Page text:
In the game industry we have a kind of essay that we call a ‘postmortem’. This is usually an article that is written after a game is shipped where the developers examine the project with the benefit of hind-sight. This typically includes what went right, what went wrong, and the lessons learned. This way, developers can learn from each other. After all, a wise man learns from his own mistakes, but a wiser man learns from the mistakes of others.
Of course, we haven’t finished Hegemony, so we can’t write a postmortem yet. However, this is the most ambitious project any of us have ever worked on, and we’ve already learned tonnes, so today I’m starting a two- or three-part series that I’m calling a ‘premortem’. This is the sort of stuff we discuss in the office whenever we’re daydreaming about how we’ll manage our next project. Nothing I’m about to talk about has been proven yet – we won’t know that until the game is released – but these are our lessons learned so far, as we see them today.
In the Beginning
We started working on Hegemony at an interesting point in time. At the start it was just Jim, Philippe, and Rob. They had mostly been working on casual games before that point, but when the big boys like Reflexive and PopCap cornered the market on casual games it became exceedingly difficult for a small shop like us to survive on casual games alone. In addition to that, the guys here were getting pretty eager to try something more ambitious; Jim had been researching Philip of Macedon and toying with the idea of designing a game about his campaign for the better part of ten years, so they ran with the idea and set forth into uncharted territory.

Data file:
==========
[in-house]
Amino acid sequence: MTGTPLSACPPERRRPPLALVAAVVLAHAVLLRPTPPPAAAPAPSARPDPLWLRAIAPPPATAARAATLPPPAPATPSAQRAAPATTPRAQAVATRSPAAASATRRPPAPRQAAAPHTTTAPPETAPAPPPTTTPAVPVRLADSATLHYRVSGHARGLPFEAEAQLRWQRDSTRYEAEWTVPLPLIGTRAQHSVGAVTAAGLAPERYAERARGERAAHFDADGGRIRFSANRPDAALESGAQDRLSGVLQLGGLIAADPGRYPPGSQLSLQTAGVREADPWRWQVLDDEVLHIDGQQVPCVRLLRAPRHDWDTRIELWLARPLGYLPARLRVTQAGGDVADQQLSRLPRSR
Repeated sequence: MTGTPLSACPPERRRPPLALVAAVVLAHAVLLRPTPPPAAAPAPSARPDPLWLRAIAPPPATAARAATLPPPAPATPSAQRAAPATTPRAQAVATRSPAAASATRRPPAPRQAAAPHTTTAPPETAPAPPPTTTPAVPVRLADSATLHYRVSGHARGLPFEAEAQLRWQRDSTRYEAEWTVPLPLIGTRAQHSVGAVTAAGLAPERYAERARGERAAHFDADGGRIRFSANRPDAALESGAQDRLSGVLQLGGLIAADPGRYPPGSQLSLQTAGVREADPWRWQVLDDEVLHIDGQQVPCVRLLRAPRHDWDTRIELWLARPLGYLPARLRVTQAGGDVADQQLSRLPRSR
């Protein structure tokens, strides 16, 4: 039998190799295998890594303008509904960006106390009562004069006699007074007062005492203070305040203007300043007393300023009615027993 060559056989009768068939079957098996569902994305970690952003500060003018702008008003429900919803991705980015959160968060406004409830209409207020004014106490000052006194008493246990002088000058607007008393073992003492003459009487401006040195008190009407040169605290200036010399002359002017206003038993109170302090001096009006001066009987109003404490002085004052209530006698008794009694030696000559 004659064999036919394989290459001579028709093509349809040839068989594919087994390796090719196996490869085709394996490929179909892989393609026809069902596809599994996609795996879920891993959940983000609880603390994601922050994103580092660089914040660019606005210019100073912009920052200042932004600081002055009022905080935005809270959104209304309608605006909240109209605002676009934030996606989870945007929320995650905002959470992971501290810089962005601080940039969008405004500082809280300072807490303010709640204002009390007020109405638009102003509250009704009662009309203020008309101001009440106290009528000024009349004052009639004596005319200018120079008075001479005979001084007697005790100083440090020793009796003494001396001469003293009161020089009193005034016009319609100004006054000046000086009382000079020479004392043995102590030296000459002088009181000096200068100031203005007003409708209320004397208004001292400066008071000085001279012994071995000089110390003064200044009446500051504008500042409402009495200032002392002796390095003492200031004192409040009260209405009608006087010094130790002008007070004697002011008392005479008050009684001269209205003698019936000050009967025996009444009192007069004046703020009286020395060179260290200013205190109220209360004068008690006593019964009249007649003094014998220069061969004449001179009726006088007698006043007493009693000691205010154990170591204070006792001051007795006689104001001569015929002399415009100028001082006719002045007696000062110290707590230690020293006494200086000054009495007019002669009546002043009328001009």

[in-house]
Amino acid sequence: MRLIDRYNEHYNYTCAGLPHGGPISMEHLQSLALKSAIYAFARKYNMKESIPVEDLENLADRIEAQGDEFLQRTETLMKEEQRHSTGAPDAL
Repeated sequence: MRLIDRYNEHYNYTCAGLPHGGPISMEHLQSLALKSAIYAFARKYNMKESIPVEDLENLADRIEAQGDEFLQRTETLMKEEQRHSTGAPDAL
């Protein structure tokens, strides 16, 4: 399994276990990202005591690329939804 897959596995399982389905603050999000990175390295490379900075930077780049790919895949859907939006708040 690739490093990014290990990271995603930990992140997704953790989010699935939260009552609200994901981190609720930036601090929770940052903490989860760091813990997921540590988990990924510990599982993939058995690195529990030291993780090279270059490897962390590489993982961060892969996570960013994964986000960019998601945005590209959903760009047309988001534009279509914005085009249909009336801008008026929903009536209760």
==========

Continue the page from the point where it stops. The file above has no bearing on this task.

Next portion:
They knew going into the project that there would be a lot to learn. Rob was familiar with 3D programming, but never on the scale of a fully-realized game, and while Philippe was familiar with 3D art from his work on Tread Marks as well as in a pre-rendered form in games like Rival Ball Tournament or Vortiball, Hegemony would be the project where he would cut his teeth on modelling and animating human characters. When they hired me a year into the project I was fresh out of college and still living in an idyllic world where the concept of ‘return on investment’ was difficult to accept.
A number of things I’m about to talk about were, for the most part, unavoidable as a part of this learning experience. Some things were avoidable, but we simply didn’t know any better.